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Posts by parityboy

I'm a bit late to this thread, but I'll offer my ideas anyway. After you build this server, will you be the one looking after it or will it be someone else? Also, does the laser cutter program have a restriction on licensing? If not, you could install VirtualBox on each work PC/laptop and create a VM for XP, then install the laser cutter program. The other way would be to run the XP VM on the server and RDP into it, but I don't know if XP supports that.
@Paul17041993 I might be wrong but the only real differences between your board and mine are SLI and RGB control. I doubt SLI would impact fan control, but bad RGB controller firmware might.
Does this include the board in your sig.? If so, are you referring to the CPU fan, or one of the secondary fan headers?
@radar54 If you're comfortable overclocking, I would suggest a Ryzen R7 1700 - all Ryzen CPUs top out at ~4.0GHz so unless you don't want to OC, an 1800X is of dubious value (unless the price has come down). Video encoding will use a fair number of threads, so an 8-core will serve you better than a 6-core. For motherboard, I use a Gigabyte GA-AB350M-GAMING 3, but that's mATX.
In enterprise environments, iSCSI SANs typically have their own dedicated network switch, which in turn may or may not have specific optimisations for the iSCSI protocol. For a home environment on 10GigE, especially with dedicated connections between the iSCSI box and whatever is mounting the iSCSI LUN, any protocol overhead will be irrelevant.
@OP First and foremost, iSCSI is SCSI over IP, which in turn runs over whichever hardware your IP stack has support for - Ethernet, Infiniband, WiFi - and yes, you can route iSCSI over the public Internet. In terms of performance in your environment, 10Gb will be more than fast enough in terms of raw bandwidth (make sure to enable Jumbo Frames) but latency will likely be higher than a SATA drive. High enough to be noticeable? No idea, so go set it up and report back.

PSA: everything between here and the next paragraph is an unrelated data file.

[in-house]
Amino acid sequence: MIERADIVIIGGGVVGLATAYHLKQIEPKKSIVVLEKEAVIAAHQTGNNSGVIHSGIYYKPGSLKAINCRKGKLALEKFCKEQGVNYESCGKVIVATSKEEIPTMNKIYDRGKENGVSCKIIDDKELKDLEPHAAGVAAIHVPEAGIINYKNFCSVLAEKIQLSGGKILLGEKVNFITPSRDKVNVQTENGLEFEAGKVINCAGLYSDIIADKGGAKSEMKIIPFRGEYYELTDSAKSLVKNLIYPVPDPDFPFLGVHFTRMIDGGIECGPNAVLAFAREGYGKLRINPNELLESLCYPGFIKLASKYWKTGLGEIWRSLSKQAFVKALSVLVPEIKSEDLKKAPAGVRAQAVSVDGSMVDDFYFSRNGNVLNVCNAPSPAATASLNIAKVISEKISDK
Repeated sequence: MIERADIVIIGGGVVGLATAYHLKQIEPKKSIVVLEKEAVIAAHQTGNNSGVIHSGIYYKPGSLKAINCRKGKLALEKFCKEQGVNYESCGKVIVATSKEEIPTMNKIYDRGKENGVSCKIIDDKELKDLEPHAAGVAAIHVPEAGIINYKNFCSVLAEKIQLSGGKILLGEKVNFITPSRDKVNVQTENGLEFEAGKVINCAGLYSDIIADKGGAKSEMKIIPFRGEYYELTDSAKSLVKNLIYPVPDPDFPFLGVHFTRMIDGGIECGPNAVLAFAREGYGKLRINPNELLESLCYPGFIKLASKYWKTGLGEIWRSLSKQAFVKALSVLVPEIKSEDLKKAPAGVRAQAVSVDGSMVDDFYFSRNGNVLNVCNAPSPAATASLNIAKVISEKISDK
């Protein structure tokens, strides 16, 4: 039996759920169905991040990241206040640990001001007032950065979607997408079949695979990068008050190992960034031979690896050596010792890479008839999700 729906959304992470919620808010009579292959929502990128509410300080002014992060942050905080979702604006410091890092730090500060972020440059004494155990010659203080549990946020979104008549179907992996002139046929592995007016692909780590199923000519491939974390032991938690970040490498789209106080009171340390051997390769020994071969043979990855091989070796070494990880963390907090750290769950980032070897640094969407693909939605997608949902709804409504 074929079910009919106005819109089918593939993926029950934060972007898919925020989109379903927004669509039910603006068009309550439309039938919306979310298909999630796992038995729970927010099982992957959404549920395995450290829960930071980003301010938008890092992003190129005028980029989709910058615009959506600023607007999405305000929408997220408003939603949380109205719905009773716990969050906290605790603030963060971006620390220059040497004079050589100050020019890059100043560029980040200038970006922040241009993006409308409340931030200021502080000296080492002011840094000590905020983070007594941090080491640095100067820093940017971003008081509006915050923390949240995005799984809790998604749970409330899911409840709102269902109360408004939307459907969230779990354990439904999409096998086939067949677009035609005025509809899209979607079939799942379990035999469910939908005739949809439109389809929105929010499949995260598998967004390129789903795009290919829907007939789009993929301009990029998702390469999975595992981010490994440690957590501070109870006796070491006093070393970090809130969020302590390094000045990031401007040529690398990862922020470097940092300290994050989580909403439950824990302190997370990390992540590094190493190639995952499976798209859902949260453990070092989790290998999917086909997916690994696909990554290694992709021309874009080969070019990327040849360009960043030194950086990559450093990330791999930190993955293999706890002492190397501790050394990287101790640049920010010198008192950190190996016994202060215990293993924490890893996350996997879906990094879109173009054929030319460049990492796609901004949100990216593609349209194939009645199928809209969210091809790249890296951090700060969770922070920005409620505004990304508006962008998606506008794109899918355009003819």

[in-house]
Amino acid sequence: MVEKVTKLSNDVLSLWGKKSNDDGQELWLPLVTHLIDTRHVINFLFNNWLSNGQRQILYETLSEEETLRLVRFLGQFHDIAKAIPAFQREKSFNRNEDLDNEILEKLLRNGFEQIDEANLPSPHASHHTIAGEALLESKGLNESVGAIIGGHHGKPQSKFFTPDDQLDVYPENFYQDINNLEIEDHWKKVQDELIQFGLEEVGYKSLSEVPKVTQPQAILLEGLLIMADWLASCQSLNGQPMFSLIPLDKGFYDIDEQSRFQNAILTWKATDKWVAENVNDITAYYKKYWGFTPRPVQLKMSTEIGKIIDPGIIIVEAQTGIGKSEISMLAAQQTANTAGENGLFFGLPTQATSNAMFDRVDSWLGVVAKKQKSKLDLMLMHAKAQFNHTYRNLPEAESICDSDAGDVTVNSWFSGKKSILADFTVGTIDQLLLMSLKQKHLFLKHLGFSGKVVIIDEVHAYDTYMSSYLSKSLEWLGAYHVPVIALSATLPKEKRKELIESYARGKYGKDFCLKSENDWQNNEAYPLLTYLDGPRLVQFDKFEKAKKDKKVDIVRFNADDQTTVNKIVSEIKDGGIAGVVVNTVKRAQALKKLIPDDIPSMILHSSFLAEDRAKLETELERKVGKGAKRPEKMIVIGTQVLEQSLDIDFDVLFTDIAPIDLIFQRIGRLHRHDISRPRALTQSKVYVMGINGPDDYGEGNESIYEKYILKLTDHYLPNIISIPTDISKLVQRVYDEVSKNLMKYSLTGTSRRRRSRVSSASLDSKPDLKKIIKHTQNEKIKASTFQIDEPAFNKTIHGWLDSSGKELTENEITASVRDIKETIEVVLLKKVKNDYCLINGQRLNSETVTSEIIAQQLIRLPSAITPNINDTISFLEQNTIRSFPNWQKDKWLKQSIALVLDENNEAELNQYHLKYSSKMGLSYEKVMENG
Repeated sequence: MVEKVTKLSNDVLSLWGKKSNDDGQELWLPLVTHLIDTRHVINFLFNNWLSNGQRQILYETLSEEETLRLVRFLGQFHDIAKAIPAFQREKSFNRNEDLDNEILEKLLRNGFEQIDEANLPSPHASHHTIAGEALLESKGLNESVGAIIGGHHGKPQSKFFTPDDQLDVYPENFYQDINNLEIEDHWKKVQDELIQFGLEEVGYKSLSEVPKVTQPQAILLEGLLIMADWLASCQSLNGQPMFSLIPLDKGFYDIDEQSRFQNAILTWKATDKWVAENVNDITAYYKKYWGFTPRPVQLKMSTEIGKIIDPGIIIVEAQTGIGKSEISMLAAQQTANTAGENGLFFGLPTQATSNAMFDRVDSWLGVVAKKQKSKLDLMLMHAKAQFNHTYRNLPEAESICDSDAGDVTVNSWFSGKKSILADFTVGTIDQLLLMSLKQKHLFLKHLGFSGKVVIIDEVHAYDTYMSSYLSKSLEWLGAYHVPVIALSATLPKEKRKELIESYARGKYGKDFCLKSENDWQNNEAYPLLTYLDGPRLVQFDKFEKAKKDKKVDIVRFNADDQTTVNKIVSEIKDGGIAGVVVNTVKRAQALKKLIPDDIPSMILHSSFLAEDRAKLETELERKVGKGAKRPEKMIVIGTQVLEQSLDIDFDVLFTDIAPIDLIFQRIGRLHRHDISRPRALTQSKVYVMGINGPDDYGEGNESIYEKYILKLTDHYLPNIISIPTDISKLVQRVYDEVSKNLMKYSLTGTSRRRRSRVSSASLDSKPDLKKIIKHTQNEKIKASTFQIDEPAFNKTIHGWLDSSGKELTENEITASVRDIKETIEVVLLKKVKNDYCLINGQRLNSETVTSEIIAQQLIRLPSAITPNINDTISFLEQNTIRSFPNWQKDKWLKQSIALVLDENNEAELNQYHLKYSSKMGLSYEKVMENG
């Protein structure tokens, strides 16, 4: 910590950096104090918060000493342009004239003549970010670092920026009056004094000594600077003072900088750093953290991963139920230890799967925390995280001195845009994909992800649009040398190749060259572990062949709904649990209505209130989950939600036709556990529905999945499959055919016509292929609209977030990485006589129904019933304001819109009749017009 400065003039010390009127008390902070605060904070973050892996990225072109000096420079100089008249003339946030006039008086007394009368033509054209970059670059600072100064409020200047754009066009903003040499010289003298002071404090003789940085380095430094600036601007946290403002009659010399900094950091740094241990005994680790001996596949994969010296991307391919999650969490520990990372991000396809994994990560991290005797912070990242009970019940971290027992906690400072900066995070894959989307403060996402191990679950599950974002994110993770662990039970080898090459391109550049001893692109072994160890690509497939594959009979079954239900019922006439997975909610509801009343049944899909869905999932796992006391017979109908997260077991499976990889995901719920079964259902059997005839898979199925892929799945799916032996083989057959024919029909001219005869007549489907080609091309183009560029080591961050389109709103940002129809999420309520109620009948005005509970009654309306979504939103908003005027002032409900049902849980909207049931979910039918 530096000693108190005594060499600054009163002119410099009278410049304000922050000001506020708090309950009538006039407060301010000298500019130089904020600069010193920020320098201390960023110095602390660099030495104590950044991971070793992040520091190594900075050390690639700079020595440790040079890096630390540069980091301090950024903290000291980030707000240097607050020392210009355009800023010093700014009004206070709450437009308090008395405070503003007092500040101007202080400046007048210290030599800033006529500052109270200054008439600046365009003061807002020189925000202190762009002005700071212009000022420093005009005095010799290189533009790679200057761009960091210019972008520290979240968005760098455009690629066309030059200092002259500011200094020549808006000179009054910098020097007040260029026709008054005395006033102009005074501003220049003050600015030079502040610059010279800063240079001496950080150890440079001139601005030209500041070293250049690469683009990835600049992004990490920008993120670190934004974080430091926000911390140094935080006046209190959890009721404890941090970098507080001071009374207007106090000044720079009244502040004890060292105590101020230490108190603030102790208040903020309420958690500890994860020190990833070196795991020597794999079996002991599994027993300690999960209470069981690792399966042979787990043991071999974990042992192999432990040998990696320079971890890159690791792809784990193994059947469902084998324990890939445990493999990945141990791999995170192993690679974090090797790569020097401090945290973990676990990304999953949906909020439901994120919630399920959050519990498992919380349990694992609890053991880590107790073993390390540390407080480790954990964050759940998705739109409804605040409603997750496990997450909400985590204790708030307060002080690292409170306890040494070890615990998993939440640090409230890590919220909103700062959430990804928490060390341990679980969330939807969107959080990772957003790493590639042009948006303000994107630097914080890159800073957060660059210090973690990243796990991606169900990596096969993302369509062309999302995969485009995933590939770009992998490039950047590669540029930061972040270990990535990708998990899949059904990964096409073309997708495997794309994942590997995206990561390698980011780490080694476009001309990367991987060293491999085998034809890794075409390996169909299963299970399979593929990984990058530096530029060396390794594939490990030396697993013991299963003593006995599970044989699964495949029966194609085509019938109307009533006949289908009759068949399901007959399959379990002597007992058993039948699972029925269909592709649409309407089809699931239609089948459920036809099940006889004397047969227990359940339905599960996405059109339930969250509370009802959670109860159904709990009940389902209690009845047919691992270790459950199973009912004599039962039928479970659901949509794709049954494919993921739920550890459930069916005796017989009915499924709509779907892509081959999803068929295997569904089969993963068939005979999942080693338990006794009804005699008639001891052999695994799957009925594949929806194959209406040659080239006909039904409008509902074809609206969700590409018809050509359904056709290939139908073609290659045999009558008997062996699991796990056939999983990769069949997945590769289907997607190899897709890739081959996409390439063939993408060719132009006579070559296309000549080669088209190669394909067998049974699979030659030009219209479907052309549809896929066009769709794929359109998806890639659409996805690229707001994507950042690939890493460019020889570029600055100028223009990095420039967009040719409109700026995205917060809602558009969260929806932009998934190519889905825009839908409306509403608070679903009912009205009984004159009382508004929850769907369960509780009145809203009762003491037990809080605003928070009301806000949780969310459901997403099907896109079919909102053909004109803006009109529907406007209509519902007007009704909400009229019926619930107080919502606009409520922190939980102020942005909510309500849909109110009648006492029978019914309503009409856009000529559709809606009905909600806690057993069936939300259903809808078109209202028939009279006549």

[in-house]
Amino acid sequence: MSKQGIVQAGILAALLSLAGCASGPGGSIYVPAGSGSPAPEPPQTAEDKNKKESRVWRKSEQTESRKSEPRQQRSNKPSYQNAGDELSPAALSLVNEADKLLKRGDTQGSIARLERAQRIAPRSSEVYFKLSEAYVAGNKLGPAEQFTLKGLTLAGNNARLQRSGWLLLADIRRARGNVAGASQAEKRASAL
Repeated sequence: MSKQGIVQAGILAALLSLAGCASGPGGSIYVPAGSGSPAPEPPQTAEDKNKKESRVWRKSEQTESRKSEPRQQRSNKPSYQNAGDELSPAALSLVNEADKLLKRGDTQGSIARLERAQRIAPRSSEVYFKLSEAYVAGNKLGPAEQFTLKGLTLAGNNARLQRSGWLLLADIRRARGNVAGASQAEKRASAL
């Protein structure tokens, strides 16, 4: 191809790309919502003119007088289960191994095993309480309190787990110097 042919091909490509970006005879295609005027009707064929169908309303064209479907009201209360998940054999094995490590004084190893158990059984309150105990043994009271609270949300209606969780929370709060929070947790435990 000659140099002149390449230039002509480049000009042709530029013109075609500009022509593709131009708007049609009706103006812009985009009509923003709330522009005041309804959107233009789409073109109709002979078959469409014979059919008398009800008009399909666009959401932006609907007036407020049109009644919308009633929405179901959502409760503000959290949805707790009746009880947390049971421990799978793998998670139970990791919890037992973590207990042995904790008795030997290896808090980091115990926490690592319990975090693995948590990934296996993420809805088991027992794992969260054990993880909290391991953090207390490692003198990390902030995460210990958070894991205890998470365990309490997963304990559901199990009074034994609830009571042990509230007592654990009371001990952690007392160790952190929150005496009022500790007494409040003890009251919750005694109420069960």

Serve The Home.
It's all about price per TB. 4TB drives are the sweet spot right now.
@Calibos SATA 2 goes up to 300MB/s per port, SATA 3 up to 600MB/s per port. Either way, you'll never hit that bandwidth cap. In terms of the HBAs, they will likely be a PCIe 2.0 8 lane SAS or SAS2, which will be able to tunnel SATA 2 or SATA 3 respectively.
There's many ways to skin this particular cat, and the purpose will determine the setup. There's a world of difference between a web server cluster, a storage cluster and a Beowulf cluster. I agree on this being the wrong forum though. STH would probably be better.
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